Blogs Category: Asian American History

Stories Above and Beyond: The Medal of Honor

This is the second blog post in a series relating to the Medal of Honor. Today, in advance of Veterans Day, the Veterans History Project (VHP) debuts a new online portal built to share the stories of Medal of Honor recipients in our collection. Through this feature, entitled “Stories Above and Beyond,” we offer access […]

World War I: Immigrants Make a Difference on the Front Lines and at Home

This is a guest post by Ryan Reft, a historian in the Manuscript Division. By 1910, nearly a third of the United States’ 92 million residents were either born abroad or the progeny of parents who immigrated to America. The idea of “hyphenated Americans”—citizens who identified as Polish-American or Italian-American, for example—discomforted many native-born citizens. […]

Inquiring Minds: Chinese Opera in North America

In her new book, “Chinatown Opera Theater in North America,” music scholar Nancy Yunhwa Rao tells the story of how Chinatown opera, performed initially to entertain Chinese immigrants, developed into an important part of America’s musical culture. Drawing on new Chinese- and English-language research—including sources at the Library of Congress—she unmasks the backstage world of […]

Recognizing the Service of Asian-Pacific-American Veterans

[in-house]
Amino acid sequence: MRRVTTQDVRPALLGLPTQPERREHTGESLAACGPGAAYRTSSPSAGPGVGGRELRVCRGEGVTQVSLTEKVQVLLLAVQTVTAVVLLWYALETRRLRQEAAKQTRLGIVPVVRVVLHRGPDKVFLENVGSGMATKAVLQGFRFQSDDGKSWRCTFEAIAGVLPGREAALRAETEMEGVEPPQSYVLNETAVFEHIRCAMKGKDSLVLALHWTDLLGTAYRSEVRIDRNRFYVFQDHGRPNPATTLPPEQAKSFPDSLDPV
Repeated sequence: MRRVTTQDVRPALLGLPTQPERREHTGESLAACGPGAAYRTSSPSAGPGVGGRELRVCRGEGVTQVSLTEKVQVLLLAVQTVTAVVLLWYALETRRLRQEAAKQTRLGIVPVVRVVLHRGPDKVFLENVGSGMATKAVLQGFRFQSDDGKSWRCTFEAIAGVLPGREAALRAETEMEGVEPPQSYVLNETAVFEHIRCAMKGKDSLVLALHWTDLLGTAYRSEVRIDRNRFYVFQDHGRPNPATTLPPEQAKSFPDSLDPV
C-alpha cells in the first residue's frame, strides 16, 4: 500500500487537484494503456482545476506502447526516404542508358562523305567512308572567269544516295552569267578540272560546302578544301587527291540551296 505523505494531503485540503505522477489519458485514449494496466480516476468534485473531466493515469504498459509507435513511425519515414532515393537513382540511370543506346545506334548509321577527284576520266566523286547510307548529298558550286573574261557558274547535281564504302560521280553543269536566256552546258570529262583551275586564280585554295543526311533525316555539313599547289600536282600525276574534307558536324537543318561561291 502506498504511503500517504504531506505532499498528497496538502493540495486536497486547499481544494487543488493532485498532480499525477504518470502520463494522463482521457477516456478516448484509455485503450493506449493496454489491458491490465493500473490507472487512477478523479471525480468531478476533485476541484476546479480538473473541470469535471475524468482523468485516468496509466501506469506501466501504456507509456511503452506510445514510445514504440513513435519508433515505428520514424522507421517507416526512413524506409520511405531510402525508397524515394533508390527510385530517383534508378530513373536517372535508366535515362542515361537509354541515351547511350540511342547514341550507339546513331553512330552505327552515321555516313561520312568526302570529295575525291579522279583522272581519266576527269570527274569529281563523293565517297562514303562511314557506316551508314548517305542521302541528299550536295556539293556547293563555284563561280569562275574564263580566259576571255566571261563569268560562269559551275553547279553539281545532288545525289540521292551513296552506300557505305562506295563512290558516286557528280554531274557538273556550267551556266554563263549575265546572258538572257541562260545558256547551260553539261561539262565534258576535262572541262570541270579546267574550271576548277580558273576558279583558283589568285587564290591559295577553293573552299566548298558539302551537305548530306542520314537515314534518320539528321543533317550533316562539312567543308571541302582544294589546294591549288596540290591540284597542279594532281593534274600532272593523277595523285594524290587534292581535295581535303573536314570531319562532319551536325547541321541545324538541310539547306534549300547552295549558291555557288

The following is a republication of a post by Andrew Huber, liaison specialist for the Veterans History Project. It was first published on the Library’s “Folklife Today” blog. Throughout the month of May, we celebrate Asian-American and Pacific-Islander heritage and remember the contributions made by people of Asian-Pacific descent. Those contributions are numerous, from Duke […]

Recognizing the Service of Asian Pacific American Veterans

The following is a guest blog post by Andrew Huber, Liaison Specialist for the Veterans History Project (VHP). Throughout the month of May, we celebrate Asian American and Pacific Islander Heritage, and remember the contributions made by people of Asian Pacific descent. Those contributions are numerous, from Duke Kahanamoku, who brought the sport of surfing […]

Teaching the Japanese Tea Ceremony: Mine Somi Kubose

Tea began as a medicine and grew into a beverage. In China, in the eighth century, it entered the realm of poetry as one of the polite amusements. The fifteenth century saw Japan ennoble it into a religion of aestheticism—Teaism. Teaism is a cult founded on the adoration of the beautiful among the sordid facts […]

Music and a Mystery to Celebrate the Chinese New Year

Happy Chinese New Year! The Year of the Rooster begins on Saturday, January 28th.  To celebrate, here are four recordings of Chinese music recorded on Victor in 1902 and 1903.  We hope that someone reading this article might be able to tell us more about these songs. The recordings are part of the collections of […]